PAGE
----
What happens when you have ample free time and need to distract yourself from uncontrollable life events? Well, you create an art gallery for your pet (naturally). I was inspired by the gerbil art museum created by Filippo and Marianna. I’ve seen just one screenshot of the museum posted on Imgur and was immediately motivated to create some art for my own furry rodent friend. I needed a project I could channel all of my energy into.
The Piggenheim Museum
Once the gallery was set up, it was ready for visitors. More specifically, one very special visitor. Maisie, a 2-year-old guinea pig, was adopted from the Franklin Township Animal Shelter in New Jersey in September of 2018. I volunteer at the shelter regularly. I actually adopted Maisie to be my class pet at school! My students loved her. For various reasons, she stayed at home this school year. Maisie is a really sweet pig with a great personality. She’s very tolerant, which I attribute to her spending most of her formative months in a classroom full of 19 rambunctious 6-year-olds.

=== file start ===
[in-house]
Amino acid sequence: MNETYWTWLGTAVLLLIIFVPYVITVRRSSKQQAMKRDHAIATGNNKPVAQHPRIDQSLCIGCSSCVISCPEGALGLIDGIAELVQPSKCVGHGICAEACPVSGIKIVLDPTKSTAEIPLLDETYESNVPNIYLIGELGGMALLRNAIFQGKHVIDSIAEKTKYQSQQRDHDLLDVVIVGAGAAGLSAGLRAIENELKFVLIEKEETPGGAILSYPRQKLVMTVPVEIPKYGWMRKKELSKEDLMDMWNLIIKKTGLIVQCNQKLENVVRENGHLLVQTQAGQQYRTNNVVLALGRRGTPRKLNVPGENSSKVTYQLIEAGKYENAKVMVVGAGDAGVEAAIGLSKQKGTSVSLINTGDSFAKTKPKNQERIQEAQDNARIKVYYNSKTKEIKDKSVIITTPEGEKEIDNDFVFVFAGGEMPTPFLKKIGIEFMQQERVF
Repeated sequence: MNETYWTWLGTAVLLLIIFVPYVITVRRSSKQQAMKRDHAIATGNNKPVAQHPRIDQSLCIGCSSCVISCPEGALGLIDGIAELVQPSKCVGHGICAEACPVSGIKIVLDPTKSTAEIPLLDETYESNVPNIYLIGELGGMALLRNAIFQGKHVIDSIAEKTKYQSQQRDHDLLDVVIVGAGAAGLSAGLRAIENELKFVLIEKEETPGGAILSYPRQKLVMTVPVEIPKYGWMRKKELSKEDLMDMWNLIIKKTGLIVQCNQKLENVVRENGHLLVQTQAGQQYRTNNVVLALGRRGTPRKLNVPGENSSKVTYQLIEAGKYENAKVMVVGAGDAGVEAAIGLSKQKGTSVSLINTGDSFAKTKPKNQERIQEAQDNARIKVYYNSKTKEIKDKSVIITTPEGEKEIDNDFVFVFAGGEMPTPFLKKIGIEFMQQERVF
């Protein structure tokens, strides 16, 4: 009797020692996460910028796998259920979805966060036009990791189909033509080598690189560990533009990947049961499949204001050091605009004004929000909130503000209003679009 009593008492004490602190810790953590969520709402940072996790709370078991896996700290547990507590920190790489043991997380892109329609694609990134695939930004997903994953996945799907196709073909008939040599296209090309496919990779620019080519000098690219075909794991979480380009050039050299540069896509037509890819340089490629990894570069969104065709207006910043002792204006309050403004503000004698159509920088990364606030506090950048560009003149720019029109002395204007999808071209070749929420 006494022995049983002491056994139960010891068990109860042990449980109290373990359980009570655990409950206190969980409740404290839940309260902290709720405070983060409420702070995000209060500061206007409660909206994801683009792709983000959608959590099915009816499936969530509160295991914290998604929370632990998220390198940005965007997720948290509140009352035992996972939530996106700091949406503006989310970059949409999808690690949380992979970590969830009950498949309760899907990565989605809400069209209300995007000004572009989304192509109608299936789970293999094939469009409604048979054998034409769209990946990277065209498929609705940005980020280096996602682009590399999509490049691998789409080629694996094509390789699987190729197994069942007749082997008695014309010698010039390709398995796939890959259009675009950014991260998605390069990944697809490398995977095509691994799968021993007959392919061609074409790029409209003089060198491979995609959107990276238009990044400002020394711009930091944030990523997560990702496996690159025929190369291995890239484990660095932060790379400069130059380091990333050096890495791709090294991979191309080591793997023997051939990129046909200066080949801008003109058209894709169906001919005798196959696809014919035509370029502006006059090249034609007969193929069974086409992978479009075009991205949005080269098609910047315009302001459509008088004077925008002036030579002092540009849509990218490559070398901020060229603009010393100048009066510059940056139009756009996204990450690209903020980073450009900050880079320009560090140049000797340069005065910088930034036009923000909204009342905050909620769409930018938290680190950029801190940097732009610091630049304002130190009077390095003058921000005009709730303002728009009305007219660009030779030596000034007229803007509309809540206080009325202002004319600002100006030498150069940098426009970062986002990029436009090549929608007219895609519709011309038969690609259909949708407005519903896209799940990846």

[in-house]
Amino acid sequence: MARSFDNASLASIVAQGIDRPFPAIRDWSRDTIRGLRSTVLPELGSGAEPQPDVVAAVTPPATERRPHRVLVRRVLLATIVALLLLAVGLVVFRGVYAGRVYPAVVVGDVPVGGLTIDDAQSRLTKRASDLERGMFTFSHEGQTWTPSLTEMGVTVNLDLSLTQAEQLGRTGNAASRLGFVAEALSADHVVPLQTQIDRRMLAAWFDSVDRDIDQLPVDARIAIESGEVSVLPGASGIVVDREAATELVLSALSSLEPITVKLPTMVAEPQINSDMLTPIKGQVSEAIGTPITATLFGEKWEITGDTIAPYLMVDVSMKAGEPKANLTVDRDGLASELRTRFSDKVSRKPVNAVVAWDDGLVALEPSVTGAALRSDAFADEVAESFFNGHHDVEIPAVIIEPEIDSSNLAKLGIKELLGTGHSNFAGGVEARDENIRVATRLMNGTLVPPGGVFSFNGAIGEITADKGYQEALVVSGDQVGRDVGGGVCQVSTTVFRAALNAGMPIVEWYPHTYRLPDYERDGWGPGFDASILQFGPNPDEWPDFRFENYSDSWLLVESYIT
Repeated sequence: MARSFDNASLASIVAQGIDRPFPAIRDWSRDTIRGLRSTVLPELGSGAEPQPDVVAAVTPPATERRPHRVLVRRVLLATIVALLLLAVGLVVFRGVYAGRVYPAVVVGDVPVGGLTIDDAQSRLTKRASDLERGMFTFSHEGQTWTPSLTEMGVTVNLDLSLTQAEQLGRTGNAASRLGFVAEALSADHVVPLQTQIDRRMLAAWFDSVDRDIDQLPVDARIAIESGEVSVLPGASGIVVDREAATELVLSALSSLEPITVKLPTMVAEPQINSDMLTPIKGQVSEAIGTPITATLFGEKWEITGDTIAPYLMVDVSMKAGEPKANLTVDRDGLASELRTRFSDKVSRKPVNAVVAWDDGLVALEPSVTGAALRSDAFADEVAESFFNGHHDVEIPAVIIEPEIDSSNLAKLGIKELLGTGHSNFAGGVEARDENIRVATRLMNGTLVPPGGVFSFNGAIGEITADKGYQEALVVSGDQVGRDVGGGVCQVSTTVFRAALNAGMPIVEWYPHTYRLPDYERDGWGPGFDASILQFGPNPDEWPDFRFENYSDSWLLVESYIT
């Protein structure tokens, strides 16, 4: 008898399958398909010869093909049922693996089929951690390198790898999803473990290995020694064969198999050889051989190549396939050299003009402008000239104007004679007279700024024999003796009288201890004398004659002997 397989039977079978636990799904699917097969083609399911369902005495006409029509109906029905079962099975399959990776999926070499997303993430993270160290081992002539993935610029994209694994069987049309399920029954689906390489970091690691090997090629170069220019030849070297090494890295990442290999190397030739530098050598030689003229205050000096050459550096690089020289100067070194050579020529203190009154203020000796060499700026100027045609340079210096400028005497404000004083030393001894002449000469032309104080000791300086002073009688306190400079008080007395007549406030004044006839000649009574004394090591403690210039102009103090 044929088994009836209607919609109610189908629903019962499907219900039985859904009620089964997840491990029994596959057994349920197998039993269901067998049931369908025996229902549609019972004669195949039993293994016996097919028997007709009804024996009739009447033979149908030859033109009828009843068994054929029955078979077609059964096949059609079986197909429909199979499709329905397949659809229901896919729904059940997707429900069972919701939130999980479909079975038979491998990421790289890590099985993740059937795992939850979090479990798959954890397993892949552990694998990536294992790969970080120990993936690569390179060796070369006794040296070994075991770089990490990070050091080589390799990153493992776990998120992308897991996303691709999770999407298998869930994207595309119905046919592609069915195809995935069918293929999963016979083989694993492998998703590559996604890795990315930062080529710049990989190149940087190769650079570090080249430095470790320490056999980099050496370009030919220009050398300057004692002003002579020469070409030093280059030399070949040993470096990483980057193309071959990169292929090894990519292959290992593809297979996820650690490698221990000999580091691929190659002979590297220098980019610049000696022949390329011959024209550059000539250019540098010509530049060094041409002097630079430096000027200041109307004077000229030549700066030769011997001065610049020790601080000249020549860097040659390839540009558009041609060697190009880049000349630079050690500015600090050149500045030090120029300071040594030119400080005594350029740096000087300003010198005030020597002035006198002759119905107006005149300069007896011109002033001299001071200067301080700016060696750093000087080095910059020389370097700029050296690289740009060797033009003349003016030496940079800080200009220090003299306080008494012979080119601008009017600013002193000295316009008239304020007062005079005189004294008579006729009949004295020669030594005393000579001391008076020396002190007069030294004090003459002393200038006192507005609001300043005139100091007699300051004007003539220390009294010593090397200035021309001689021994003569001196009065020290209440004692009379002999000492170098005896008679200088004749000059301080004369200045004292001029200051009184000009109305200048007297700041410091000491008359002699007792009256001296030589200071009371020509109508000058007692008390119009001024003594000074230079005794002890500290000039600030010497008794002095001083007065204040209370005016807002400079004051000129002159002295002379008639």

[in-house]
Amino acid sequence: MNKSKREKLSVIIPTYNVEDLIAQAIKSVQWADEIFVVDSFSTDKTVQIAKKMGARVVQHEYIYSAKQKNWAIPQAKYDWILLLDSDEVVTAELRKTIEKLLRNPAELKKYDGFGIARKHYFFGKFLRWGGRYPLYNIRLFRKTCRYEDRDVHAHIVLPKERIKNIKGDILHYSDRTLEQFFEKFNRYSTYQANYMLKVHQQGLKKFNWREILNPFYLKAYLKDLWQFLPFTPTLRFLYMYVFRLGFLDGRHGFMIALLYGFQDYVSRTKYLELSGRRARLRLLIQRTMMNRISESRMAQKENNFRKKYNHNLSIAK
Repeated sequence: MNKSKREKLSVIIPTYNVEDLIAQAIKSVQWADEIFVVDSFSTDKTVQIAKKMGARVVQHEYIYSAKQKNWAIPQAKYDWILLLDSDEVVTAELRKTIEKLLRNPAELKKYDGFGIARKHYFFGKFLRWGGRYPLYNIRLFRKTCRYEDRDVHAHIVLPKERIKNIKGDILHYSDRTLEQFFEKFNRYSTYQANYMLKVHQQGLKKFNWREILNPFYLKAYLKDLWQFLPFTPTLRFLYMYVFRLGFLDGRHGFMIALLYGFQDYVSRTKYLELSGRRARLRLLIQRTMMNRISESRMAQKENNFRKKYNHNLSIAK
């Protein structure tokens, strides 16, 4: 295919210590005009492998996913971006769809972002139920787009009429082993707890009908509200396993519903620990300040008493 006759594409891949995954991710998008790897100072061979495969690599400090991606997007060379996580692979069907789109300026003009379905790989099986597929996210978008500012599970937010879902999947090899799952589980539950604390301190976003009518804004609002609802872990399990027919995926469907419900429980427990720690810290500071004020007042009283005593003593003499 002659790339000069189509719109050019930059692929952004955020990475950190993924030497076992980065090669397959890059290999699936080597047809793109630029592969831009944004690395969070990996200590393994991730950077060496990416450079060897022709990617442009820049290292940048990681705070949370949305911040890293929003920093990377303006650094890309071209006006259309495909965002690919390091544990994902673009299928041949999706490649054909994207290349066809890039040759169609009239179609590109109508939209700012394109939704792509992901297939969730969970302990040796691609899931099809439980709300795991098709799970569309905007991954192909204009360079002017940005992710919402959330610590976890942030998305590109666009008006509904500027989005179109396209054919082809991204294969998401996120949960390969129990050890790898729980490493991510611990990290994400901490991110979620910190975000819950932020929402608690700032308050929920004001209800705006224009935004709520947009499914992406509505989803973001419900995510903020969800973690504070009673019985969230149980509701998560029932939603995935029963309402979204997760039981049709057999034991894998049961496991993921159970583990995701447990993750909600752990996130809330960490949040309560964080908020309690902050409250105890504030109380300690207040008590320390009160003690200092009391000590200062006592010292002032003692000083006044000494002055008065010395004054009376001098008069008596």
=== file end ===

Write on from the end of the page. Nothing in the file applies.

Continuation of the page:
There was much chittering at the Picasso
Maisie certainly appreciated the exhibit. She spent time at each miniature work of art. Maisie nibbled on the frame of the Kahlo. I’m not sure if that was her saying she liked it or hated it. She was also very intrigued by the Lichtenstein and the Magritte. She did not seem to care for the Picasso because she chittered at it a lot!
This was after museum staff scolded her for sampling the picture frame
I took photos and video clips of Maisie gazing at the artwork. Then, I sent the clips to my best friend Emily Wolf, an influencer located in Los Angeles, who turned them into a TikTok. We are both really proud of the product created! This project really helped me get through a tough time. I would like to create another experience for Maisie, but I haven’t decided what just yet.
A trio of classic beauties!
Random trivia time! Here are some fun and not-so-fun facts about guinea pigs. Guinea pigs or domestic guinea pigs (Cavia porcellus), also known as cavy or domestic cavy, despite their common name, are not native to Guinea, nor are they related to pigs. The origin of the name eludes us still… They were originally bred as livestock, and they still are. Guinea pigs don’t exist in the wild. The guinea pig has enjoyed widespread popularity as a household and pocket pet since they arrived in Europe in the 16th century through traders. Their docile nature, friendly responses, and low-maintenance care requirements make them great conquerors of people’s hearts.
The Treachery of Vegetables
The French is inaccurate and should read “Ceci n’est pas une carotte”